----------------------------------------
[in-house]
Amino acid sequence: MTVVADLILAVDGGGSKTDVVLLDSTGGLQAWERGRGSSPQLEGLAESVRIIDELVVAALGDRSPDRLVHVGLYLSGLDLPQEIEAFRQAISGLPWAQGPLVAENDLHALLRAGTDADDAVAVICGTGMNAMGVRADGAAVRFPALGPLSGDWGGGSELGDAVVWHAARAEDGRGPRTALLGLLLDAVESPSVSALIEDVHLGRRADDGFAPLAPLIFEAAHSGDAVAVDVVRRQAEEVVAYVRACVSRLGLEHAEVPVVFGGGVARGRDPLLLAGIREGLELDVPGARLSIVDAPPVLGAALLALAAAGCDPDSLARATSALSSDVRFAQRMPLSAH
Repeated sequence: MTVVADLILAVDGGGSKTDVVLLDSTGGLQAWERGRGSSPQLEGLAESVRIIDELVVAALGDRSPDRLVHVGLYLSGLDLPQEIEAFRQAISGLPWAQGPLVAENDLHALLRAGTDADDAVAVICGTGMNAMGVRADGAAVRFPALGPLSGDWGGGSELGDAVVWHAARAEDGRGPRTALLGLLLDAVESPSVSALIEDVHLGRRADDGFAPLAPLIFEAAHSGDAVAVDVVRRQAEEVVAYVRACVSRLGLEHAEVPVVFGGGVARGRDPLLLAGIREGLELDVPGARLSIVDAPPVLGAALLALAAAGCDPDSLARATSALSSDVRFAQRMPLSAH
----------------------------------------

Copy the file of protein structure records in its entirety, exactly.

[in-house]
Amino acid sequence: MTVVADLILAVDGGGSKTDVVLLDSTGGLQAWERGRGSSPQLEGLAESVRIIDELVVAALGDRSPDRLVHVGLYLSGLDLPQEIEAFRQAISGLPWAQGPLVAENDLHALLRAGTDADDAVAVICGTGMNAMGVRADGAAVRFPALGPLSGDWGGGSELGDAVVWHAARAEDGRGPRTALLGLLLDAVESPSVSALIEDVHLGRRADDGFAPLAPLIFEAAHSGDAVAVDVVRRQAEEVVAYVRACVSRLGLEHAEVPVVFGGGVARGRDPLLLAGIREGLELDVPGARLSIVDAPPVLGAALLALAAAGCDPDSLARATSALSSDVRFAQRMPLSAH
Repeated sequence: MTVVADLILAVDGGGSKTDVVLLDSTGGLQAWERGRGSSPQLEGLAESVRIIDELVVAALGDRSPDRLVHVGLYLSGLDLPQEIEAFRQAISGLPWAQGPLVAENDLHALLRAGTDADDAVAVICGTGMNAMGVRADGAAVRFPALGPLSGDWGGGSELGDAVVWHAARAEDGRGPRTALLGLLLDAVESPSVSALIEDVHLGRRADDGFAPLAPLIFEAAHSGDAVAVDVVRRQAEEVVAYVRACVSRLGLEHAEVPVVFGGGVARGRDPLLLAGIREGLELDVPGARLSIVDAPPVLGAALLALAAAGCDPDSLARATSALSSDVRFAQRMPLSAH